While science journalism in developed countries is facing a crisis, there are a growing number of exciting opportunities for science journalists in the developing world, says senior Harvard fellow Cristine Russell.
The economic downturn has hit the Western science writing community hard, with staff and budget cuts, and lighter stories about consumer health and fitness often stealing the limelight from important scientific developments, argues Russell. Yet there is a growing demand for local stories about science and the environment in Africa, Asia, Latin America and the Middle East.
Next week's World Conference of Science Journalists in London perhaps best exemplifies the growing international nature of science journalism, says Russell. Around 600 journalists, from 70 countries, are expected at the conference — to discuss common concerns and build core science journalism skills.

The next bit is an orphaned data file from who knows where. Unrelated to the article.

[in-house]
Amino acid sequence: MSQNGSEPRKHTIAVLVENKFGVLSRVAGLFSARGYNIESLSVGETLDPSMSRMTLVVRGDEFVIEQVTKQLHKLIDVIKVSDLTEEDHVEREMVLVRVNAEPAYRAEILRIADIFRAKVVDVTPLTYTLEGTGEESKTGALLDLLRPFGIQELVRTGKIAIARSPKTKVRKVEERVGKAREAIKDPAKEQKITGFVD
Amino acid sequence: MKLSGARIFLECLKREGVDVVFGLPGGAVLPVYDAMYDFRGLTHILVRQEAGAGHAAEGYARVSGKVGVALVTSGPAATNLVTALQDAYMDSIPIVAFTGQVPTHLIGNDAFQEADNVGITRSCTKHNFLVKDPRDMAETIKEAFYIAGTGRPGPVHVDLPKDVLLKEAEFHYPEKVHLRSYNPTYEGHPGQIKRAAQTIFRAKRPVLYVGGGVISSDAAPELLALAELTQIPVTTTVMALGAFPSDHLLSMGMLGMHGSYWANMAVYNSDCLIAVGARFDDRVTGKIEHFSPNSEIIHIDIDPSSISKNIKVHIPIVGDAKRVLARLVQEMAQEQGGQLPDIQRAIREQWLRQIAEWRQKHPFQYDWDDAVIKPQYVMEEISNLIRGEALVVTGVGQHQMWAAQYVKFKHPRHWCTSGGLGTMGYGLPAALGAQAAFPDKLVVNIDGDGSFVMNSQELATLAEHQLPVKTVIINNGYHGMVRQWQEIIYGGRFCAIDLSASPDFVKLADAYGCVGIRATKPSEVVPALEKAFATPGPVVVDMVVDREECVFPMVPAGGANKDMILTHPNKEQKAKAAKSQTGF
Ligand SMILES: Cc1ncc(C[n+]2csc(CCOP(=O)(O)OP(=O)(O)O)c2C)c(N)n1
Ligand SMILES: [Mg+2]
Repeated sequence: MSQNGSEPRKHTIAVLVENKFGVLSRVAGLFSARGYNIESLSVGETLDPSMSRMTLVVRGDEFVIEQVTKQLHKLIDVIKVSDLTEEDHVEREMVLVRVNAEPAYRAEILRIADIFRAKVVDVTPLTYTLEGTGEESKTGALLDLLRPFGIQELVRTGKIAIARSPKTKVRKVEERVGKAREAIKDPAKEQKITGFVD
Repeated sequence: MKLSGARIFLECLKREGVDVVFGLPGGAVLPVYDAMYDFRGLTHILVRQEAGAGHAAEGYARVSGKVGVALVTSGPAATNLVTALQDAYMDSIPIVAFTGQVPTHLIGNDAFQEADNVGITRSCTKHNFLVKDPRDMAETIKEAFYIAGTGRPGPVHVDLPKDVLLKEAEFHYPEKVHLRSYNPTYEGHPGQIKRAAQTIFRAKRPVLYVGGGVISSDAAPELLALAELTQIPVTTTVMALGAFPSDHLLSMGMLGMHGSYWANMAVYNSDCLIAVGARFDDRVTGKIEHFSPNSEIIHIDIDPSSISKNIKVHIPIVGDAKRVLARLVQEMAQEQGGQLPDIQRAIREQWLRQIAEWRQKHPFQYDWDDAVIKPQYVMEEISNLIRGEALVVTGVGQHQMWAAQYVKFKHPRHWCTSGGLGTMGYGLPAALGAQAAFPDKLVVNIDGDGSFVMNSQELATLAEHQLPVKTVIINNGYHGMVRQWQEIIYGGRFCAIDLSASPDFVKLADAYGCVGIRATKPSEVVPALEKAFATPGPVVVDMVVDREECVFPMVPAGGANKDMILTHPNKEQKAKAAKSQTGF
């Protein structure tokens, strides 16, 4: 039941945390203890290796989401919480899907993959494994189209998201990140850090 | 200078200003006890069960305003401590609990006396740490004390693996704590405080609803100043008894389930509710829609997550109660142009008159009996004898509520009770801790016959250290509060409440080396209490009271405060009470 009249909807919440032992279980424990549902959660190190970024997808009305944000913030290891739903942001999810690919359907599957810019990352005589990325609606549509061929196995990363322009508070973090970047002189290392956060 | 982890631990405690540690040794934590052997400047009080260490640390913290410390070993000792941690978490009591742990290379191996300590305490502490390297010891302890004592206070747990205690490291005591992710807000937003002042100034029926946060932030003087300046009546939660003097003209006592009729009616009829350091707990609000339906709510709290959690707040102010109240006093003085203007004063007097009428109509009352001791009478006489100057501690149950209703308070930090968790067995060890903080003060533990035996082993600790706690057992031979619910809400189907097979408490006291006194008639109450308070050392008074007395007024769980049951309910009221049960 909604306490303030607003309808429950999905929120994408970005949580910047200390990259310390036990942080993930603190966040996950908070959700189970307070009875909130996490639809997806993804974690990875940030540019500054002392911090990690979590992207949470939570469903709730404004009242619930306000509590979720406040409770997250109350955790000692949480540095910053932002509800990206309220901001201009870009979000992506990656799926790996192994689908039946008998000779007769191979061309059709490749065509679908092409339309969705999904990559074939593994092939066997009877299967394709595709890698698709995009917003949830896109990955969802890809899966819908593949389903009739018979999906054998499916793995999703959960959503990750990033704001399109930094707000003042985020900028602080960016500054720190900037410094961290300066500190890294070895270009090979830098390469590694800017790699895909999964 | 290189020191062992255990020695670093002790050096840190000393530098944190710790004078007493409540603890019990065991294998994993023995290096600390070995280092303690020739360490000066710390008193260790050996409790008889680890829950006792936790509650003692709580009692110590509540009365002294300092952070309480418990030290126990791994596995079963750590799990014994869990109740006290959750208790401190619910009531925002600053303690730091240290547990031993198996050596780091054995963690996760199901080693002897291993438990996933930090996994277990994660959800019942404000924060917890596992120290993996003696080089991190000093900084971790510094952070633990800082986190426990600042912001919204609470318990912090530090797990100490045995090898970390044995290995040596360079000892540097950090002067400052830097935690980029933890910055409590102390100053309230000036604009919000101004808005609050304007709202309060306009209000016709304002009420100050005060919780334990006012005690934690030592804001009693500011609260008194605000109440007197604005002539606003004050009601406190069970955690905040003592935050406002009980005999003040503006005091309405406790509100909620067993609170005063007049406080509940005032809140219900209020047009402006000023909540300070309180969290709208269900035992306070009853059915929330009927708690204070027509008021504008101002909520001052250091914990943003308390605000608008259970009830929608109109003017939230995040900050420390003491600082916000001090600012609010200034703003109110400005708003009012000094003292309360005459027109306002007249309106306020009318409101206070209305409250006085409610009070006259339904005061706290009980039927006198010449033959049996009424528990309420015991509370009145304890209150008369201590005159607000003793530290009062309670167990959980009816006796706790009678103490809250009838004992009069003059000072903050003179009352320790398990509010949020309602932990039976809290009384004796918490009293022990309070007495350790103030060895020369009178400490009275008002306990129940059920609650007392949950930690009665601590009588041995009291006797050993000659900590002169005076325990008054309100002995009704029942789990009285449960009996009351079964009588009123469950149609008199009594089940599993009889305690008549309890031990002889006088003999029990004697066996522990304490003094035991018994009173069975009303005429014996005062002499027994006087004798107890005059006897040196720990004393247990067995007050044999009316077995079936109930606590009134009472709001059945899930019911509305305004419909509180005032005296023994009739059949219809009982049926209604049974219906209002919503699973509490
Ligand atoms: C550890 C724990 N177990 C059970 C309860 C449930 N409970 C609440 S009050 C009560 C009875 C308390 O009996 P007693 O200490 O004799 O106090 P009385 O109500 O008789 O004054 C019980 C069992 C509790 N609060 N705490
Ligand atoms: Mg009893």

New multimedia and communication technology can help developing world journalists cross boundaries to access and research science stories and reach the global public in innovative ways.
But journalism and science organisations must find better ways to train reporters and scientists in science writing, making sure that the characteristics of good journalism — accuracy, context and editorial independence — are not lost in the eagerness to use new technology.